While the offseason focus remains on star quarterback Lamar Jackson and how his status will impact the salary cap, free agency, and the draft, the Ravens know improvement from within goes a long way in avoiding wasting cap dollars and leaning too heavily on rookies.
While teams dream of drafting immediate stars, development can be tricky with even some of the better players in team history needing a season or two to find their NFL footing. That said, wasting too much time on a sunk cost can also hurt an organization. As much as teams aim to master the science of drafting and developing players, the human element remains, which is why even the most successful organizations still miss on plenty of picks.
Below is a look at five young players the Ravens need more from in 2023:
CBs Jalyn Armour-Davis/Damarion Williams
OK, I’m cheating here listing two players in one spot — I considered listing Brandon Stephens too — but the state of Baltimore’s cornerback group is in flux beyond three-time Pro Bowl selection Marlon Humphrey. With veteran starter Marcus Peters scheduled to become an unrestricted free agent, the Ravens need at least one of these 2022 fourth-round picks to join Stephens as options defensive coordinator Mike Macdonald can use with some confidence. The 6-foot-1, 195-pound Armour-Davis was benched after some early-season opportunities on the outside and also had injury concerns, the latter being a big reason why the Alabama product fell to the fourth round in the first place. The 5-foot-10, 180-pound Williams struggled in an October audition to be Baltimore’s nickel, which prompted the Ravens to move rookie first-round safety Kyle Hamilton into that role for the second half of the season. You don’t expect fourth-round picks to excel immediately, of course, but depth concerns at cornerback will be unavoidable if neither Armour-Davis nor Williams take a step forward in 2023.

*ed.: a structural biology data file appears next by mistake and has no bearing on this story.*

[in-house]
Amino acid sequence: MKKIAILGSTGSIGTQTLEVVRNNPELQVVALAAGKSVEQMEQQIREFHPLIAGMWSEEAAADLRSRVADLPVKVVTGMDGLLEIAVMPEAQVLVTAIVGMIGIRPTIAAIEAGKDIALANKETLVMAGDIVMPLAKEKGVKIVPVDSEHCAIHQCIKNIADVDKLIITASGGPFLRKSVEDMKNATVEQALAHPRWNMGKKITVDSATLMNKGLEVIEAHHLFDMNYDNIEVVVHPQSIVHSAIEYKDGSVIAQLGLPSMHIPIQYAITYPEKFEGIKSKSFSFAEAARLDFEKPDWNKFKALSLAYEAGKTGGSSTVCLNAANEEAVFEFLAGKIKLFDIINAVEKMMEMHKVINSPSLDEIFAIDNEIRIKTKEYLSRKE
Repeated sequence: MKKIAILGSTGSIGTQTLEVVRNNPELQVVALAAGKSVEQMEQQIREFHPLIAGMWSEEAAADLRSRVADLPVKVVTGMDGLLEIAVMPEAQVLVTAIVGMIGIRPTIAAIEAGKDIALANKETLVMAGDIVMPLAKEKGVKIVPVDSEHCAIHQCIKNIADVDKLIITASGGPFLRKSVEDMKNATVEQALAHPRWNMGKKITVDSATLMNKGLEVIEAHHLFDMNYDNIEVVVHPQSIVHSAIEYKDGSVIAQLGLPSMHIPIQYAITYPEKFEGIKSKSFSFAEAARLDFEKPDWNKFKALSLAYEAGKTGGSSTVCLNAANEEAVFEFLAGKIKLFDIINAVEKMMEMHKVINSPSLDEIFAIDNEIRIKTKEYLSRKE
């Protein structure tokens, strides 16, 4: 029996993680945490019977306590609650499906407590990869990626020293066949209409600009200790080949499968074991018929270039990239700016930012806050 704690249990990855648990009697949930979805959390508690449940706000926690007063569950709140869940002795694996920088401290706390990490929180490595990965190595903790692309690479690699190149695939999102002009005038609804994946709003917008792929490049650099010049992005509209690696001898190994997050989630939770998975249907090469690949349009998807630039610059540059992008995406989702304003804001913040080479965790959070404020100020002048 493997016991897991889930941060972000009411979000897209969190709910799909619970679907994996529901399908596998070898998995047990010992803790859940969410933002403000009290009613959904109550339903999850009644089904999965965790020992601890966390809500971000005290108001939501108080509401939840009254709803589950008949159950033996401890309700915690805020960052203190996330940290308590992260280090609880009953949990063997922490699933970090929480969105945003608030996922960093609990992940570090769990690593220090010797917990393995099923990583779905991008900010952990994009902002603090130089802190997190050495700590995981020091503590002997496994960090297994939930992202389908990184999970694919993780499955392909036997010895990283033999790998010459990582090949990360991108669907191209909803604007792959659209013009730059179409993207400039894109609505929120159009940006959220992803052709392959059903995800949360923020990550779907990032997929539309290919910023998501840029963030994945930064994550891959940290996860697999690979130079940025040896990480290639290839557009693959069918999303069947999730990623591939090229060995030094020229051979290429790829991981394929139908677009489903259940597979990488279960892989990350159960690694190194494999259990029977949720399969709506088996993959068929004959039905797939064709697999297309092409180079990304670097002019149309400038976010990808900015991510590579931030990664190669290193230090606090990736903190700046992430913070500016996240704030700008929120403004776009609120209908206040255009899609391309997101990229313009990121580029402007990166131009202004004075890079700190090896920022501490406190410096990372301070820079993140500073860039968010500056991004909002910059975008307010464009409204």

WR Rashod Bateman
While I certainly believe the Ravens will try to make a significant move at wide receiver this offseason, I’m not confident in their ability to do so when considering their limited cap dollars and draft picks and a poor track record at the position that goes back many years. That’s why Bateman’s development remains so important to the success of this passing game. The 2021 first-round pick out of Minnesota has flashed the big-play skills to be a good starting wide receiver and had 226 receiving yards over the first three games of the 2022 campaign before sustaining a foot injury, but availability trumps that potential with Bateman now having missed nearly half of Baltimore’s games over two years. All signs point to the 6-foot-1, 197-pound wideout being ready to go for the bulk of the offseason, but Lisfranc surgery recoveries can be tricky, which is something to keep in mind as he aims to stay on the field and fulfill his lofty potential in his third NFL season.
G Ben Cleveland